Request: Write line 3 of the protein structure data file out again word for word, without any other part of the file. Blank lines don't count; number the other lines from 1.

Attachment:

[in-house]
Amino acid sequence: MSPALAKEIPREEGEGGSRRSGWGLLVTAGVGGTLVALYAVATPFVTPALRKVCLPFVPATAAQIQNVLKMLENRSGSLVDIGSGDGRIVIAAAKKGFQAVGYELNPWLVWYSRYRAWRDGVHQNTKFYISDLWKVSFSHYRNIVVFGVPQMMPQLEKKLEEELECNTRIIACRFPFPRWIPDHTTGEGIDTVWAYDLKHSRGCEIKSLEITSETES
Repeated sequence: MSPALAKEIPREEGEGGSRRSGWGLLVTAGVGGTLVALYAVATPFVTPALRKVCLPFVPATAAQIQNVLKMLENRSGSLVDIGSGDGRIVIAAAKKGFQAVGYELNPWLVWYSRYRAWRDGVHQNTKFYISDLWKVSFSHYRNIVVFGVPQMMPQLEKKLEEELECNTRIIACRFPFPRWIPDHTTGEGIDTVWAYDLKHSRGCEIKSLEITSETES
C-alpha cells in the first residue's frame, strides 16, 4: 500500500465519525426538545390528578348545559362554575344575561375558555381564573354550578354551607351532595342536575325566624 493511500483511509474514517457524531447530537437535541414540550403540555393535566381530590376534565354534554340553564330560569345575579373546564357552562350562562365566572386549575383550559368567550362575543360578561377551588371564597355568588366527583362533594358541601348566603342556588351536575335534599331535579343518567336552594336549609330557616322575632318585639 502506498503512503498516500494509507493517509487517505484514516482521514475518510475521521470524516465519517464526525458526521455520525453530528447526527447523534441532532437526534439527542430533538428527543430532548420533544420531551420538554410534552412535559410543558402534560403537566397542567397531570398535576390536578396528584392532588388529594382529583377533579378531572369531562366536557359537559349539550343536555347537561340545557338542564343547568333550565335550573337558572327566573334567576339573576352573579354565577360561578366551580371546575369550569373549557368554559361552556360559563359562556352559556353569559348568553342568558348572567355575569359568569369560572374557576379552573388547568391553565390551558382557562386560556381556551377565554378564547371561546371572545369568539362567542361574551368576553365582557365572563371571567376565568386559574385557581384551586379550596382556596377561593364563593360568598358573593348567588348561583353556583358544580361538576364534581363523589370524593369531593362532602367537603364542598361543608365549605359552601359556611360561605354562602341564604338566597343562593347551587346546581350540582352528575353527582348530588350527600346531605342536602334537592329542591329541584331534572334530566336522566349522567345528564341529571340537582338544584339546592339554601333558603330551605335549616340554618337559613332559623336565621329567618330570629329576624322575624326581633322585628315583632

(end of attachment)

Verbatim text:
Repeated sequence: MSPALAKEIPREEGEGGSRRSGWGLLVTAGVGGTLVALYAVATPFVTPALRKVCLPFVPATAAQIQNVLKMLENRSGSLVDIGSGDGRIVIAAAKKGFQAVGYELNPWLVWYSRYRAWRDGVHQNTKFYISDLWKVSFSHYRNIVVFGVPQMMPQLEKKLEEELECNTRIIACRFPFPRWIPDHTTGEGIDTVWAYDLKHSRGCEIKSLEITSETES